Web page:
by cannondaddy on Sun May 25, 2008 at 11:44:47 AM EST
    it's still just an opinion... The only opinions that matter will be the superdelegates.

    I agree that the supers are the opinions (5.00 / 1) (#11)
    by Faust on Sun May 25, 2008 at 11:48:01 AM EST
    that matter. But the court of the media does too. I seriously doubt any of the primary vote tallys in the MSM will exclude PR. It would be laughable if they did. It's not even worth arguing about.

    Not only that, (none / 0) (#72)
    by Iphie on Sun May 25, 2008 at 01:04:53 PM EST
    but Obama (and his surrogates) can't afford to piss off Latino voters more than he already has -- what, with excluding them from the "new coalition" and all. Let's just watch him or any of his media pals try to discount the PR vote. Are they trying some sort of experiment to see what it would take for a Democrat to lose NY?

    Of Course... (none / 0) (#179)
    by Spike on Sun May 25, 2008 at 08:03:25 PM EST
    ...Puerto Rico's delegates will count in Denver just as all pledged delegates will count. The rules require it. As for their popular vote, I doubt that talking point will have much influence on superdelegates.

    PR votes - and delegates and superdelegates are (none / 0) (#101)
    by TomLincoln on Sun May 25, 2008 at 02:04:42 PM EST
    part of the roolz. I can understand the argument in dismissing the PR popular vote, but along similar arguments you could then dismiss the popular vote in those very red states Obama won that will never go Dem. in November. But you don't, of course. Moreover, although I am 100% for Hillary, consider her 500 times the better candidate and future president than Obama, and truly hope she wins, there are two things I want to point out: first, the turnout in PR will not be as high as expected; second; I really have no idea right now who will win it here.

    The pop. vote may work for Clinton. (4.00 / 1) (#47)
    by wurman on Sun May 25, 2008 at 12:27:07 PM EST
    Presently, if the MI & FL problem is resolved such that 2210 delegates are needed to nominate, then Sen. Obama will be about 80 to 100 ahead with 321 superdelegates outstanding.

    If MI & FL remain in purgatory & 2026 is the magic number, then Sen. Obama will lead by about 200 to 225 delegates with 294 superdelegates who've not endorsed a candidate.

    If the MI & FL decision is muddled in some middling way, then degrees of adjustment would be required with Sen. Obama still ahead by about 120 to 180 or so.

    Under the first scenario, Sen. Clinton would have a chance to convince reasonable superdelegates that her strength in head-to-head primary elections makes her the stronger candidate.

    The other 2 options bring her campaign to an arithmetical impossibility--as all of the detractors point out.

    Another factor is that even if the May 31 meeting of the Rules committee ends up strongly against the MI & FL delegations, the Clinton campaign can take the issue to the convention floor & seek a different decision.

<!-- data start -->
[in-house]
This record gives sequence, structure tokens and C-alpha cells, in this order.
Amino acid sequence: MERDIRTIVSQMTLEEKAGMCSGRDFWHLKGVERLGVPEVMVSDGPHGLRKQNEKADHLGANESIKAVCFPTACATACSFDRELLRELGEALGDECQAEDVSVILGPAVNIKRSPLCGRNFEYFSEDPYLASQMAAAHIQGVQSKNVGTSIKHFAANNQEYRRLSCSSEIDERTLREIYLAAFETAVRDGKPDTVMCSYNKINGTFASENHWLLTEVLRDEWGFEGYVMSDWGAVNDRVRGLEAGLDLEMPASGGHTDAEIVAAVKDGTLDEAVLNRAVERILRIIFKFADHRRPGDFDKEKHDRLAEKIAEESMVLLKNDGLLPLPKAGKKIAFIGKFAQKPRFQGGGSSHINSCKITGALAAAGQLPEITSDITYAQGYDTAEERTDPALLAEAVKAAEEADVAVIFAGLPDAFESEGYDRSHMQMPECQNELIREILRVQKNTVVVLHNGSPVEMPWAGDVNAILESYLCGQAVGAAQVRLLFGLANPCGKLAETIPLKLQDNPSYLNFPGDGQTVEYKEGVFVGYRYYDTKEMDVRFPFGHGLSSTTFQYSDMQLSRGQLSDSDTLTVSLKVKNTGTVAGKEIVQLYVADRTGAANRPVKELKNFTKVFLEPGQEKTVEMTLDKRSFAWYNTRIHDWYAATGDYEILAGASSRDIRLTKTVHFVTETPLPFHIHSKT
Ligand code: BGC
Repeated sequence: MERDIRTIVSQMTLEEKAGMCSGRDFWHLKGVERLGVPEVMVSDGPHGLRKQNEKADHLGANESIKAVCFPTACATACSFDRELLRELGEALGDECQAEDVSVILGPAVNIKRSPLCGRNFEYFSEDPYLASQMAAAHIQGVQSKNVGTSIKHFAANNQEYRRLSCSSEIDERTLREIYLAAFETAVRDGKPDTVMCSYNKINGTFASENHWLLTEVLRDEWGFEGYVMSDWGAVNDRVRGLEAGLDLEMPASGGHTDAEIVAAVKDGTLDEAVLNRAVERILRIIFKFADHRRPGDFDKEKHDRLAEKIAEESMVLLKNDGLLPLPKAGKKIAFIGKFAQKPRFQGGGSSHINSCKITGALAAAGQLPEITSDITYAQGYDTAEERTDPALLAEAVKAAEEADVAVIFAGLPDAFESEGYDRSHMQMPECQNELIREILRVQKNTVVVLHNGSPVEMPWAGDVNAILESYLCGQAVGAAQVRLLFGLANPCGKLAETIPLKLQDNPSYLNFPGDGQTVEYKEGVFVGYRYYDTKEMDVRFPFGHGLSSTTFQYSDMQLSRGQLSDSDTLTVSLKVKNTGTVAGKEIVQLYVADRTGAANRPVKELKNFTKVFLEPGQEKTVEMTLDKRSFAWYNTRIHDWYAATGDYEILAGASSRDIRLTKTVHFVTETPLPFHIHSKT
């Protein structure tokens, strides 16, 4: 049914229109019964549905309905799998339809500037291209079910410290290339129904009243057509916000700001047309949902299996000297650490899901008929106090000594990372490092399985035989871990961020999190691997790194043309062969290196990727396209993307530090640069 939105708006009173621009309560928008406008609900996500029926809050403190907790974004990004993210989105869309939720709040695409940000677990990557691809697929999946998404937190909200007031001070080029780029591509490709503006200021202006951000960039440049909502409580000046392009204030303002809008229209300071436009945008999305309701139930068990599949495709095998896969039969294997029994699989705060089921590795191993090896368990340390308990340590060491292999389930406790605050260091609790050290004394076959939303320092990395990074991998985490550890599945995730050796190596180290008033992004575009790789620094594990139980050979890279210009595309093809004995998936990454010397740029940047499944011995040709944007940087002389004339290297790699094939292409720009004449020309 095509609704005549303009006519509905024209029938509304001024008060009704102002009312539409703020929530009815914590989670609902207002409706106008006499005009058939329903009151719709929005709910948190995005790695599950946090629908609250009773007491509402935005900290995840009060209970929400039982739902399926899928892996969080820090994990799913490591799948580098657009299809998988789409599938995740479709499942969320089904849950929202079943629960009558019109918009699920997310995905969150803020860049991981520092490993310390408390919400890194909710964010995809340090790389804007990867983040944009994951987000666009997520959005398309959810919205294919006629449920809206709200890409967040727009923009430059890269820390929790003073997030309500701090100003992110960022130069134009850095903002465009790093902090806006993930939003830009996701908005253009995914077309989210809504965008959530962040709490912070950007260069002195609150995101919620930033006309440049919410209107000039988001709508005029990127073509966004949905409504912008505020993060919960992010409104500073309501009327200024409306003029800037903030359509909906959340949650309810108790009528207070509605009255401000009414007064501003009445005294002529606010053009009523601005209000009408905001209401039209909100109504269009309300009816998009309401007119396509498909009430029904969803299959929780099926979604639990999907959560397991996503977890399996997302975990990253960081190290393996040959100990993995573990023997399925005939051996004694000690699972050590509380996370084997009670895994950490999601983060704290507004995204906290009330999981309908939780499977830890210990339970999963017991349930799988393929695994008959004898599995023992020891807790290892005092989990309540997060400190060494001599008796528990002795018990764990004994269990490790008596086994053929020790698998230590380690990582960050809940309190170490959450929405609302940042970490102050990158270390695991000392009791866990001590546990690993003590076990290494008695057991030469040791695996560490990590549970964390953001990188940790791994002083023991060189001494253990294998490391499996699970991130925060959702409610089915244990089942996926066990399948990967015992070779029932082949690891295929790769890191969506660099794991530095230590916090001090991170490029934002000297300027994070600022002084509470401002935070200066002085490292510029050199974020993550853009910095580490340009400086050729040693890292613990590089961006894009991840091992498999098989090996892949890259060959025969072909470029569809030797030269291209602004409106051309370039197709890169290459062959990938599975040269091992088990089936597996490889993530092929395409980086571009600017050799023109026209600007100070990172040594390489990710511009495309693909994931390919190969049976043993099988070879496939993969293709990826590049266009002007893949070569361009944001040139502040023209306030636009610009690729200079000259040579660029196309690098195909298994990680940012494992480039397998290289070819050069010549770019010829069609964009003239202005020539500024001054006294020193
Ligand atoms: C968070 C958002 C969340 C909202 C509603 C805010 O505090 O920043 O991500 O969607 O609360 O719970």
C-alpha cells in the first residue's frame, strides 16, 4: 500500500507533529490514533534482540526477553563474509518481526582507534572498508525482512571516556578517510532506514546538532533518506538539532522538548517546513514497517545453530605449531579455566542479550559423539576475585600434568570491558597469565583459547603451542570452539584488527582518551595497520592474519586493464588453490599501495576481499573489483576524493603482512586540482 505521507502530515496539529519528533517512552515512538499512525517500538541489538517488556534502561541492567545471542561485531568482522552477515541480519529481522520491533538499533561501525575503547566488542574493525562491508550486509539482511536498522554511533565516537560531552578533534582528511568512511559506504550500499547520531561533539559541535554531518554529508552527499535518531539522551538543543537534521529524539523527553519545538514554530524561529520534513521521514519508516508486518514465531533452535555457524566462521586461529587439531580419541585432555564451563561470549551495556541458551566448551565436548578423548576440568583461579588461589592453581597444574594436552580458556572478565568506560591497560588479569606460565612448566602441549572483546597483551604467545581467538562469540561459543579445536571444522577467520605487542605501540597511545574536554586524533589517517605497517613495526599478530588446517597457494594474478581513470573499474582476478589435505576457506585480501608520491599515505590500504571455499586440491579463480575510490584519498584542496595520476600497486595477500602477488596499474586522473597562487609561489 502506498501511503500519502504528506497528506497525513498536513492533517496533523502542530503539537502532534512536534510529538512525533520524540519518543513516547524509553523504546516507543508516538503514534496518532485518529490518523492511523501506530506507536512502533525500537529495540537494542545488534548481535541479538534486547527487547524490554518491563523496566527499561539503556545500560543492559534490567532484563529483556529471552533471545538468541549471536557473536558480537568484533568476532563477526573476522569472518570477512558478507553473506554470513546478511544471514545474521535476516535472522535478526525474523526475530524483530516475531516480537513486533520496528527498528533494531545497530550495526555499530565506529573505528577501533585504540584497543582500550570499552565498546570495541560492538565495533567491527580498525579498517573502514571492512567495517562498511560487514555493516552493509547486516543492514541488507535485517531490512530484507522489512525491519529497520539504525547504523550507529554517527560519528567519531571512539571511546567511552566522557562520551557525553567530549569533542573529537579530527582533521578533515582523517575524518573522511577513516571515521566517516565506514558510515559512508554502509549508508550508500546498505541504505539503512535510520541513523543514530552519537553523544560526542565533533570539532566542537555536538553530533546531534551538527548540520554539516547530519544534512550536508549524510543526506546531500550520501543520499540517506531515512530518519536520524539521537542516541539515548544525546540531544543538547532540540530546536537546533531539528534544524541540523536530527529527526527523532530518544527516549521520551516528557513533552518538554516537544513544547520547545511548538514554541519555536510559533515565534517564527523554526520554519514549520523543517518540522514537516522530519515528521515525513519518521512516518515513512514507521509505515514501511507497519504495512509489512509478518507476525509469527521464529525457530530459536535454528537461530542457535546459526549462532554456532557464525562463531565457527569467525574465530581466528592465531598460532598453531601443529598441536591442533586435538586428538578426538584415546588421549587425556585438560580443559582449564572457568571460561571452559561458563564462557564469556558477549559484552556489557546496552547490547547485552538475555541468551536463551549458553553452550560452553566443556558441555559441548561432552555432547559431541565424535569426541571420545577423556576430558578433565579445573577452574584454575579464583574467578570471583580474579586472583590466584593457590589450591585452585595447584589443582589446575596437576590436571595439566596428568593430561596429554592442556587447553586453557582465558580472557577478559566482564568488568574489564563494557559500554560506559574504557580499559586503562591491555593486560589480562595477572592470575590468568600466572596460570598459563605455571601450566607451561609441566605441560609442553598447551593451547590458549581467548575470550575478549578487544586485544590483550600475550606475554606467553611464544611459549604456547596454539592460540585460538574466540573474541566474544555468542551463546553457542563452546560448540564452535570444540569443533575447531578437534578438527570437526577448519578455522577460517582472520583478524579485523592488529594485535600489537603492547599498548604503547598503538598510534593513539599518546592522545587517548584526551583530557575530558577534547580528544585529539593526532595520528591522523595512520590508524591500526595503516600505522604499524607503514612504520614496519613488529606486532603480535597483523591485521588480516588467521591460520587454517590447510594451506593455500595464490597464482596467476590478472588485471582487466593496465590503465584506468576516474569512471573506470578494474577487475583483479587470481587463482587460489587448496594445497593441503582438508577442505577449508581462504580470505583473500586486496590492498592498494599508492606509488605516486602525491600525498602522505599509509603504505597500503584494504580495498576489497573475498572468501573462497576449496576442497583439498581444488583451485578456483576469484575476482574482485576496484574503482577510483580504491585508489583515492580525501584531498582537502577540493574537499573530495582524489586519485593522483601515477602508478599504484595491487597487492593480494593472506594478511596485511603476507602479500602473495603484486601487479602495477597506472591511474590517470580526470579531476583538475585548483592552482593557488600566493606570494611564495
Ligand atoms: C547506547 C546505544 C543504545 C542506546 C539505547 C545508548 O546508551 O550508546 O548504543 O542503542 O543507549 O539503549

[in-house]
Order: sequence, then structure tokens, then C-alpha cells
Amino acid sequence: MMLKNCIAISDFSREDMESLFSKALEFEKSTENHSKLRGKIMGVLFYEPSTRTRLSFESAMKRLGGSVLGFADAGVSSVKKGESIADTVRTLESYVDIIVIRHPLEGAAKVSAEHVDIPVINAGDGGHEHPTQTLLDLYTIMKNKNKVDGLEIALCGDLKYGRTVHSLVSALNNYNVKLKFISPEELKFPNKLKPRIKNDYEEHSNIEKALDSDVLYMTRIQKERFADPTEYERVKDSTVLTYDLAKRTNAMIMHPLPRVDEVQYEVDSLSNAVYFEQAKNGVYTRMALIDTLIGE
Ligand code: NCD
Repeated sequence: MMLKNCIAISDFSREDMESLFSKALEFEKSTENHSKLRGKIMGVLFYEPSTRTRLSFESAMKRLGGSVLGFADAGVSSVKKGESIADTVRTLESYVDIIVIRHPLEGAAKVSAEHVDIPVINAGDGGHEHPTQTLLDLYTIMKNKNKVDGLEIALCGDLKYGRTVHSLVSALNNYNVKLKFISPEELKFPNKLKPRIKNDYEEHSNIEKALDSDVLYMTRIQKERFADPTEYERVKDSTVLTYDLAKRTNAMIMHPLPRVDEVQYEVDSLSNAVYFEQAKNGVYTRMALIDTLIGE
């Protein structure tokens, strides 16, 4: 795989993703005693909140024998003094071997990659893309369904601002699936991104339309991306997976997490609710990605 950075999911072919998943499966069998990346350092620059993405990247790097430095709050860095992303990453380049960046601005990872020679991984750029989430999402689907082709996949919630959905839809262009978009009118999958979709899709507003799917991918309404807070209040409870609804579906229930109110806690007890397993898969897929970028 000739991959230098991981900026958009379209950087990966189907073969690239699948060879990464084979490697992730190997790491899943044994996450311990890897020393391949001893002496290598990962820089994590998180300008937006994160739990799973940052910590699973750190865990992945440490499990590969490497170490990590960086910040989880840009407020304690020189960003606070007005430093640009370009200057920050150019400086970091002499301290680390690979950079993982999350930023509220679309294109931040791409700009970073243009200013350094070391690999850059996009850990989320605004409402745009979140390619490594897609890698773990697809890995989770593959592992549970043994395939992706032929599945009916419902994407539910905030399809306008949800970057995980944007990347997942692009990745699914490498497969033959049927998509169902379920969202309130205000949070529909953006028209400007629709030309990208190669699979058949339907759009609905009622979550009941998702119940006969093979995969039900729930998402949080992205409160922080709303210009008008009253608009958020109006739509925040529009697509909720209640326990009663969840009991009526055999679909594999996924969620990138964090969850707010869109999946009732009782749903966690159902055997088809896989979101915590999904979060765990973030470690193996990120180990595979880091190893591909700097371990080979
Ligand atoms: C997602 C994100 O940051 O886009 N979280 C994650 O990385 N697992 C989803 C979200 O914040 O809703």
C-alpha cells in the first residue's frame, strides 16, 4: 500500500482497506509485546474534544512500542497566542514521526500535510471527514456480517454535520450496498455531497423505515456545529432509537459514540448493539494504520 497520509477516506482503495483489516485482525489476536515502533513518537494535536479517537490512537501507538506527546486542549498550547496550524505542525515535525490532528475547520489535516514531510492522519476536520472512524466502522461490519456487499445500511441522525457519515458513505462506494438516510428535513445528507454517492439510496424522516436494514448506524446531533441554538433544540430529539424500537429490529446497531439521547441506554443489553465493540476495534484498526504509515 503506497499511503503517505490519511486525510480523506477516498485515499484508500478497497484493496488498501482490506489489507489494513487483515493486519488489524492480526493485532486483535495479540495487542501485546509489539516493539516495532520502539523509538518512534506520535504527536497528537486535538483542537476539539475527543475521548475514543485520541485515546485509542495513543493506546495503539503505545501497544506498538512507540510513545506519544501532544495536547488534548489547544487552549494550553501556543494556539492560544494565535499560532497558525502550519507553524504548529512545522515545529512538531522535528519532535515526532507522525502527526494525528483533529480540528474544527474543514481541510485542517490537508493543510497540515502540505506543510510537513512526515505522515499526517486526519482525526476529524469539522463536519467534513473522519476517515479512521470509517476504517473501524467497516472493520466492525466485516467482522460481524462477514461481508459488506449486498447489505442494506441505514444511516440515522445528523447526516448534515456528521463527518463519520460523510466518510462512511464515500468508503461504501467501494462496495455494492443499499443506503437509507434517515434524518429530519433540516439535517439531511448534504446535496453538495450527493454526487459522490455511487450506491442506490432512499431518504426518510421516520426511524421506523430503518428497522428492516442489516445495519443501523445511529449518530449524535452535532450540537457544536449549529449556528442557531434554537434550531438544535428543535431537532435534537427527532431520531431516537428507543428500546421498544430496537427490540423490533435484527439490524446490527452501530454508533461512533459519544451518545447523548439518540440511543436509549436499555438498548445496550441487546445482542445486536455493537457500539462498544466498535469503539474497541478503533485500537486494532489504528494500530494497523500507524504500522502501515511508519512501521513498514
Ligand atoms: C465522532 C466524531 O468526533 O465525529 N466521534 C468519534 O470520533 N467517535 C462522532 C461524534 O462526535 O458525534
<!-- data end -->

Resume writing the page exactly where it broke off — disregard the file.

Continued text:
But . . . endorsements by a large number of superdelegates moving to Sen. Obama would make that a hopeless effort.

    The downside for them (5.00 / 1) (#68)
    by Regency on Sun May 25, 2008 at 12:57:53 PM EST
    and by "them" I mean the people endorsing BO is what happens when they do get to convention and HRC and co. turn to them and ask why the popular vote doesn't matter?

    What's their justification when she's got the will of the people as well as nearly every poll saying she's beating McCain by more than BO is--if BO is even winning--in the side-by-sides?

    How exactly do they justify not picking her to their constituents?


    the new lawsuit for Fla ..is prob going to win (none / 0) (#130)
    by fly on Sun May 25, 2008 at 02:53:55 PM EST
    so the R&B are going to have to face the fact if they don't count and seat the dem delegates from Fla the court will make them.

    I believe this suit will win..and i think the Fla powers knew it would and they held it off till now to force the R&B to seat our delegation...

    They have a very strong case this time.



    What about Obama's MI votes? (3.00 / 1) (#19)
    by pb on Sun May 25, 2008 at 11:59:38 AM EST
    As long as we're worried about disenfranchising MI voters, then any count that pretends Obama got zero votes in Michigan isn't valid, either.

    I understand a revote (5.00 / 1) (#22)
    by Edgar08 on Sun May 25, 2008 at 12:01:09 PM EST
    Was considered, and then the Wright story broke.

    What happens to Obama's MI votes? (3.00 / 3) (#74)
    by Iphie on Sun May 25, 2008 at 01:10:05 PM EST
    He didn't have any -- he took his name off of the ballot and denied Michiganders the opportunity to vote for him. The votes belong to the voters, we don't get to decide retroactively what was going through their minds when they voted uncommitted, and then give their votes away.

    What about Obama's MI votes? (2.00 / 1) (#81)
    by hilldemgoneindie on Sun May 25, 2008 at 01:22:43 PM EST
    1. when you purposefully take yourself off a list, then, um... you're not on the list and you don't get votes for being on the list of which you, um, uh... took yourself off.
    2. why is that concept so difficult for obama supporters to get?
    3. by taking himself off the ballot, obama made a statement that he will do anything to win, even cheat.
    you can try to explain every which way but sunday why he did it; you can try and use the favorite canard of the obama camp that he was following the roolz, whatever. the fact remains that he SPECIFICALLY took his hat out of the michigan ring, and then, AGAINST the actual rules, had his surrogates encourage voters to vote uncommitted which means his campaign was actively campaigning in a state where he signed a pledge against campaigning.